• Mathematical problems found in SHA1 are not present in SHA256.

  • Less popular than SHA1.


Hash based authentication

Hash Based Authentication

  • Works the same way as password authentication

  • Store hashed value of password in database instead of password itself

  • When a user attempts to authenticate, hashes input value and compares it with value stored in database

  • “password” => [ᆰaäɹ??ツ%lø3~æマØ


Example implementation

Example implementation

  • Consider the following PHP code snippet.

  • From this we can clearly see that adding hash based authentication does not add a much code.


What an attacker sees

What an attacker sees…

  • Without encryption:

  • With just SHA-1 encryption:


Password hashing

Cont…

  • Can this be improved?

  • Better solution: sha1( username + password)

  • Even better solution:

  • sha1( sha1(username) + sha1(password) )


Microsoft store india

Microsoft Store India

  • Earlier this year, the Microsoft Store web site for India was breached.

  • Attackers stole hundreds of thousands of usernames and passwords.

  • All passwords were stored in plaintext.

  • Credit Card information was also not encrypted in any from.

  • Many users had their identity compromised and fraudulent purchases charged to their credit card.


Password hashing

Sony

  • Playstation Network and Sony Pictures customer databases were both breached in 2011.

  • Credit card information was encrypted, but several reports indicate that encryption may have been compromised.

  • User data was not encrypted in any way.

  • Class action lawsuit filed over negligence.


Other protection methods

Other protection methods

  • Hashing not good for everything.

  • Credit card information could be stored using symmetric key encryption.

  • This allows for the input to be determined at a later date.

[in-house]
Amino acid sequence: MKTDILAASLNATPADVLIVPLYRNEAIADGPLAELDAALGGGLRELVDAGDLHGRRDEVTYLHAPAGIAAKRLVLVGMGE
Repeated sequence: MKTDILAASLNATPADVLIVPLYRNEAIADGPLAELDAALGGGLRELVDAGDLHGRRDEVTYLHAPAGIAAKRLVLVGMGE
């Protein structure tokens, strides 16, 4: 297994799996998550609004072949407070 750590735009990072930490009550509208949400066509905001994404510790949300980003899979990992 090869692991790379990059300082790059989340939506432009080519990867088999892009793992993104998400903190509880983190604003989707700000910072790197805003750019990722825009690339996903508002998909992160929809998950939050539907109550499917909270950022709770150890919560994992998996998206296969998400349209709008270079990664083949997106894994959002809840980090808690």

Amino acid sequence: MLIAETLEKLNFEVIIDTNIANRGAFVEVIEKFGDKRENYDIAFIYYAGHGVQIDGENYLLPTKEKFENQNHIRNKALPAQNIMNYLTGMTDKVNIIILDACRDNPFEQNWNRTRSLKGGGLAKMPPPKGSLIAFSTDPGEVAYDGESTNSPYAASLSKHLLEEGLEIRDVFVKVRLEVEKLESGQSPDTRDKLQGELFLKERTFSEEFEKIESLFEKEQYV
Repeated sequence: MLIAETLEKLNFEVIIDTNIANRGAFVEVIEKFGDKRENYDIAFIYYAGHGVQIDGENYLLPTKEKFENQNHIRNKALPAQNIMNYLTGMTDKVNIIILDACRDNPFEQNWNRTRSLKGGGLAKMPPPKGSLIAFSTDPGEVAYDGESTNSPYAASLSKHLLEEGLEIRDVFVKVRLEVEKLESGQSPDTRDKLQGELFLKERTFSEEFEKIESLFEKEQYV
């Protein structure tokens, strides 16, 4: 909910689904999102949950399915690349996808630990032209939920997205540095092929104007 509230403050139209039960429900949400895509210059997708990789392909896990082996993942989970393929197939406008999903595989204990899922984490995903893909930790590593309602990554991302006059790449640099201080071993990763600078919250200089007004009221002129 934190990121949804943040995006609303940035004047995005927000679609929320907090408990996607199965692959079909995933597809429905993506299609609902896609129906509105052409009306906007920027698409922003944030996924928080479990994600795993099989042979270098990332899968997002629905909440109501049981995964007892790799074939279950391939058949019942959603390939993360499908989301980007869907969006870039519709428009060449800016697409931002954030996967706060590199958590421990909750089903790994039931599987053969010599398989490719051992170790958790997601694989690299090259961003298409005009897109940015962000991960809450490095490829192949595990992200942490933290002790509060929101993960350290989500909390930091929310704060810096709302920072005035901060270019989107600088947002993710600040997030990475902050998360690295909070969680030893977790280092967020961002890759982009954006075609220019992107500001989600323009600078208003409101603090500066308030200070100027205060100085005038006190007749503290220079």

• BE SUPER CAREFUL!


Questions

Questions?


References

References

  • Agarwal, A. (2012, February 27). Not just email addresses, credit card numbers also stolen from microsoftindia store. Retrieved from http://www.labnol.org/india/microsoft-india-store-hacked/20891/

  • Gallagher, S. (2012, February 14). Microsoft's store site in india defaced; hackers find plain text passwords. Retrieved from http://arstechnica.com/business/news/2012/02/microsofts-store-site-in-india-defaced-hackers-find-plain-text-passwords.ars

  • McGlinn, J. (2005, March 20). Password hashing. Retrieved from

    http://phpsec.org/articles/2005/password-hashing.html

  • Silva, J. (2003). An overview of cryptographic hash functions and their uses. Retrieved from http://www.sans.org/reading_room/whitepapers/vpns/overview-cryptographic-hash-functions_879

  • Schneier, B., & Hoffman, P. (2005). attacks on cryptographic hashes in internet protocols. Retrieved from http://www.ietf.org/rfc/rfc4270.txt

  • Schwartz, M. (2011, June 3). Sony hacked again, 1 million passwords exposed. Retrieved from http://www.informationweek.com/news/security/attacks/229900111

  • Stallings, W., Brown, L., & Howard, M. (2008). Computer security, principles and practice. Upper Sadddle River, NJ: Pearson Education.

  • Ullrich, J. (2011, June 28). Hashing passwords. Retrieved from http://www.dshield.org/diary.html?storyid=11110